Wishing ill on the New York Yankees might be good for the soul but it is, ultimately, pointless. There are only so many creative insults one can lob toward the Bronx that won’t be instantly silenced by a cold, dispassionate utterance of the unofficial Yankees mantra: count the rings.
Worse yet: counting the rings can and does stop any good natured ribbing dead in its tracks. No team can argue more success, both in the last twenty years or the long history of the American League, than the New York Yankees. Few teams can claim a better nucleus of homegrown players than the authors of the last 18+ years of Yankees, all best known for their work in pinstripes.
Derek Jeter, Bernie Williams, and Jorge Posada up the middle. Andy Pettitte on the hill in October, Mariano Rivera taking over late, baseball’s all-time leader in playoff games pitched. Since 1995, these are autumnal constants for baseball fans.
The Yankees have weathered the departure of most of their “golden generation”, the core of stars and near-stars that back-boned the Yankees to World Series titles in 1996, 1998, 1999, 2000, and 2009, not to mention claiming the AL pennant in 2001 and 2003. All told, the Yankees only missed the postseason once in the Wild Card era – 2008. While the Yankees spent big on free agents and took on more and more salary to keep that machine running, the Yankees always featured that collection of well-known names.
The Yankees are, barring a miracle, poised to add a second playoff-less season to their unbelievable ledger of regular season triumphs. Not officially dead yet but, as they prepare to battle the Rays in Tampa Bay, the Yankees wildcard hopes are riding off into the sunset, following two more of their most recognizable stars.
The Yankees 2013 wildcard pursuit lasted much longer than it seemed possible. What looked to be a lost season kept alive first by unexpected good play from scrapheap finds then by incredible pitching performances and finally life support sustained on incumbent stars returning from injury. After ten years of pundits predicting the aging Yankees to fall, it finally (sort of) came true. As far as falls go, around 85 wins and a glimmer of postseason hope on September 24th isn’t as steep as it could be.
But time ran out on the Yankees in 2013, just as it ran out on the career of Andy Pettitte and, of course, Mariano Rivera. Much like the current edition of the Yankees, these two players can hold their heads high as brilliant careers draw to a close.
With Rivera’s celebrated departure from the game and Andy Pettitte walking away from the game during the same season in which Derek Jeter plays just 17 games and one with a very long suspension looming over Alex Rodriguez, the 2014 edition of the New York Yankees will look much, much different than any point over the last generation.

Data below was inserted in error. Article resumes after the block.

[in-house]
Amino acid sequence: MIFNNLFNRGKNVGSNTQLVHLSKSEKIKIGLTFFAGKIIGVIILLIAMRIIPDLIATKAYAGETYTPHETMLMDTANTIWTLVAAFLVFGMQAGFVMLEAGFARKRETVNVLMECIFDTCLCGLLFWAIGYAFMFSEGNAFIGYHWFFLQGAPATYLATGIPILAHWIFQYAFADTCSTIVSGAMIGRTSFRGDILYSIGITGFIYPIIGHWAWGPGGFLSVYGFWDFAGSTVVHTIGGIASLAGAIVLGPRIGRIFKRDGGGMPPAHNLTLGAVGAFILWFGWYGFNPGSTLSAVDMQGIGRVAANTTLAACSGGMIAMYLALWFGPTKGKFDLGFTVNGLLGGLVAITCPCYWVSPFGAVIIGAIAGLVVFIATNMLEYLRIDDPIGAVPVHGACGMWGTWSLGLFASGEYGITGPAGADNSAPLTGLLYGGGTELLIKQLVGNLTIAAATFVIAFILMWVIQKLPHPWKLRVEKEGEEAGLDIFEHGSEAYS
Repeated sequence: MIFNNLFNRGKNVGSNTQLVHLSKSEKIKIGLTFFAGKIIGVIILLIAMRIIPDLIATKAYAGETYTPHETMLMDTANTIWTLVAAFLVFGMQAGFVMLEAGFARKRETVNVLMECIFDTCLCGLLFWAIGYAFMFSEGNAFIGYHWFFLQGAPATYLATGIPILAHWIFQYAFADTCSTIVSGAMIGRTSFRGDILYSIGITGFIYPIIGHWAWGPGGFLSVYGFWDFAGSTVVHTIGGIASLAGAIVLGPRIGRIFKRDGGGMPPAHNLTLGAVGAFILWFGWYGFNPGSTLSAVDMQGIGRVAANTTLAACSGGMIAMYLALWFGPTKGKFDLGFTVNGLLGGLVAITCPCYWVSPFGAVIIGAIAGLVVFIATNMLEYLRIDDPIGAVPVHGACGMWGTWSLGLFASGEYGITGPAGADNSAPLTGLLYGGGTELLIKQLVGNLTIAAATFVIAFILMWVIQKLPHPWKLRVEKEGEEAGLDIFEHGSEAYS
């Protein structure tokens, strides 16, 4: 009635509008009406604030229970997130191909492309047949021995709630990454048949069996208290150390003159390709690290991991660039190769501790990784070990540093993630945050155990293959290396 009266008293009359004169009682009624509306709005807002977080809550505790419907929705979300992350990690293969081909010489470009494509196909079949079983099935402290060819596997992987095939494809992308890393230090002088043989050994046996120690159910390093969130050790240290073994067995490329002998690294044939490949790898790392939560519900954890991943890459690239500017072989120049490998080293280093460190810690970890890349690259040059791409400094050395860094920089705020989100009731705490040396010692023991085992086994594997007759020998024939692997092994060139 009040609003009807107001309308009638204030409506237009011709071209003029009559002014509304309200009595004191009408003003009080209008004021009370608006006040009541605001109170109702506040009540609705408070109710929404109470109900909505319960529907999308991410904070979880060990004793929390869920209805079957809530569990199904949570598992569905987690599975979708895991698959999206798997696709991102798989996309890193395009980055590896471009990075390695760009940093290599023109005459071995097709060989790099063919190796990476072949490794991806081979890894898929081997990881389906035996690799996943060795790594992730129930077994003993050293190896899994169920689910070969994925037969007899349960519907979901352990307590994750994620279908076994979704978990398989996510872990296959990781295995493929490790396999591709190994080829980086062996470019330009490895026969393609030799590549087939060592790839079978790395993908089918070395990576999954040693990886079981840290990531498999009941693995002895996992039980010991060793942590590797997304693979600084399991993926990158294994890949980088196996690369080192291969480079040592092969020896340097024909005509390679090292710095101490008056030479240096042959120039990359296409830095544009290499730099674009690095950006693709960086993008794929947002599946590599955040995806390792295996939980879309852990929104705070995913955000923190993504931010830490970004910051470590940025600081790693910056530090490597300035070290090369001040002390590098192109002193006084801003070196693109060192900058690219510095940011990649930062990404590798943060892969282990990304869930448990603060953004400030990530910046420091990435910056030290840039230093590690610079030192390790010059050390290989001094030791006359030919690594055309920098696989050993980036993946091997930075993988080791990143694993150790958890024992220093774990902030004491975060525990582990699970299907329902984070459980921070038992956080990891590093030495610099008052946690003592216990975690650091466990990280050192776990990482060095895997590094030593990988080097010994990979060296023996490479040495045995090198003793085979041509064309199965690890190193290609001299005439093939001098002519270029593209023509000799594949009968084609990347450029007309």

Which isn’t to dance on the Yankees grave and welcome a return to the bad old days of Roberto Kelly and Melido Perez. The Yankees have the financial heft to make sweeping changes seemingly overnight, as witnessed before the 2012 season when the Yankees signed Hiroki Kuroda and engineered a trade for Michael Pineda seemingly overnight.
The Yankees hugged the $189MM luxury tax threshold closely this season, with an eye to this crucial offseason in addition to the tax implications on their bottom line. Even as they free up very significant dollars ahead of 2014 (only $89 million committed for next season excluding arbitration settlements.) The pending suspension of Alex Rodriguez will greatly effect how they’re able to proceed this coming off-season. Bidding on top import talents or selected free agents could hinge on the number of games Rodriguez does or does not receive after his appeal hearing, thanks to the difference in on book or off book money if he misses the whole year or just a portion.
Fundamentally, next year’s Yankees will be a very different club. One that most evolve and can expect significant overhaul on its big league roster. Pettitte and Rivera will be lost to retirement. Two players who were supposed to bridge the old guard with a dynamic future, Phil Hughes, Joba Chamberlain are all but assured to leave via free agency. Hiroki Kuroda, Robinson Cano and Curtis Granderson can also test free agency, though one is less likely to leave than the others. Plus the raft of veteran quick fixes like Travis Hafner, Lyle Overbay, and Mark Reynolds will all search for work after the World Series ends.
Before Brian Cashman and his team tackle the tall task of rebuilding the Yankees, they spent a few minutes celebrating the past. Retiring Mariano Rivera’s number and gifting him immortality was a nice gesture, inclusion of Those Grandpas Who Look Like the Guys In Metallica notwithstanding. Given the Jeter uncertainty, the Alex Rodriguez mess, the Pettitte second act retirement, even the off-chance that Robinson Cano might depart, this long and well-deserved ceremony for Mariano Rivera might signify not just the end of the Rivera’s career, but a Yankees epoch.
The Yankees will be good because they’re the Yankees – they’re good every year, almost by accident. Many fans bristled when they failed to make significant upgrades this past winter, hoping instead for stopgaps and return to health from their extremely veteran core. On the field, they’ll find the best talent and put it in the best position to succeed (read: depositing shallow fly balls into the right field porch.) The will always be The Yankees and they will, maddeningly, always be competitive.
Time for the most powerful club in baseball to turn the page – decisively. Given their recent (sparkling) history, there is no reason to doubt they will do just that.